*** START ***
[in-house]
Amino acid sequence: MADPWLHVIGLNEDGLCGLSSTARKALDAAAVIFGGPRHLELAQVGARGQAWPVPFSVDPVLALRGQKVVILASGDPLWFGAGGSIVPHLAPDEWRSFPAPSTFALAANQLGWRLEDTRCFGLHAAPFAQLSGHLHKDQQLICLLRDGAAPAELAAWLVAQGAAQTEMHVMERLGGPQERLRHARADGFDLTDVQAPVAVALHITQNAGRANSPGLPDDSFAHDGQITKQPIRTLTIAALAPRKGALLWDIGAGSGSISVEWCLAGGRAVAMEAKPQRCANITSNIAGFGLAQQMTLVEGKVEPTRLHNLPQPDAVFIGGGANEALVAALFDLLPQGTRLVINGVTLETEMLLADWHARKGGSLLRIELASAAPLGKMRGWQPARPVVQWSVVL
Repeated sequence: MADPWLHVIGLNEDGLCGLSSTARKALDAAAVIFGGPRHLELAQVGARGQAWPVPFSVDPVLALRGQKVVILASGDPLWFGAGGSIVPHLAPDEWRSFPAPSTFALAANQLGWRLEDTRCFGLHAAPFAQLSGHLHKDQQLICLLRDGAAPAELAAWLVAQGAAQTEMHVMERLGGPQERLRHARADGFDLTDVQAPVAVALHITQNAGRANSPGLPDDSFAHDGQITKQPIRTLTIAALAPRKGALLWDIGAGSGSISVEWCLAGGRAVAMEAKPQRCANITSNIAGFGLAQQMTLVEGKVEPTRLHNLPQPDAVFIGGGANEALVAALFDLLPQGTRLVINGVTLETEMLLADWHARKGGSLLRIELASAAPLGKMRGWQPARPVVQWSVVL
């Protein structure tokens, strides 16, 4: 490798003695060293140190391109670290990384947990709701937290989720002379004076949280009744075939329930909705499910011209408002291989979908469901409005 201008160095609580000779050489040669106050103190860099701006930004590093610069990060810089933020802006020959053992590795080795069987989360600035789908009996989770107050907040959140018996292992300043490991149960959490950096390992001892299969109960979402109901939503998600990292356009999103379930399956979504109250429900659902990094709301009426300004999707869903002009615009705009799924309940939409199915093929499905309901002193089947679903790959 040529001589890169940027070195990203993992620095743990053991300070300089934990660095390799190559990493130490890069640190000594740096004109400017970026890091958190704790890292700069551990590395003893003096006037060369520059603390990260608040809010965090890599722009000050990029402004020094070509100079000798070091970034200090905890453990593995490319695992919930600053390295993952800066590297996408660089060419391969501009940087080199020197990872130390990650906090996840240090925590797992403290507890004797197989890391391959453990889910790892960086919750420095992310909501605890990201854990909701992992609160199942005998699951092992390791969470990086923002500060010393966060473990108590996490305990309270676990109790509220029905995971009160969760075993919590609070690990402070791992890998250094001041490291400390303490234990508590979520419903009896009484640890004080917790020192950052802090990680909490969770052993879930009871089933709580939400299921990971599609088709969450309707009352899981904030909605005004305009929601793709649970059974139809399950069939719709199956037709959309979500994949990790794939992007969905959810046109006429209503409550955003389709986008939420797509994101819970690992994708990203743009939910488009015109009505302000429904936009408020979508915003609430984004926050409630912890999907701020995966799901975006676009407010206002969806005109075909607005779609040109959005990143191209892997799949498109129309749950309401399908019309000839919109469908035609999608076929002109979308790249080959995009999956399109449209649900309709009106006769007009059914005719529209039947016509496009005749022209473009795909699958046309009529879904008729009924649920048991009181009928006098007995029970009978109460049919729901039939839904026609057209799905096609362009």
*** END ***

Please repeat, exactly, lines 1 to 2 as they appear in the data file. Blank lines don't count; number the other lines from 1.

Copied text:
[in-house]
Amino acid sequence: MADPWLHVIGLNEDGLCGLSSTARKALDAAAVIFGGPRHLELAQVGARGQAWPVPFSVDPVLALRGQKVVILASGDPLWFGAGGSIVPHLAPDEWRSFPAPSTFALAANQLGWRLEDTRCFGLHAAPFAQLSGHLHKDQQLICLLRDGAAPAELAAWLVAQGAAQTEMHVMERLGGPQERLRHARADGFDLTDVQAPVAVALHITQNAGRANSPGLPDDSFAHDGQITKQPIRTLTIAALAPRKGALLWDIGAGSGSISVEWCLAGGRAVAMEAKPQRCANITSNIAGFGLAQQMTLVEGKVEPTRLHNLPQPDAVFIGGGANEALVAALFDLLPQGTRLVINGVTLETEMLLADWHARKGGSLLRIELASAAPLGKMRGWQPARPVVQWSVVL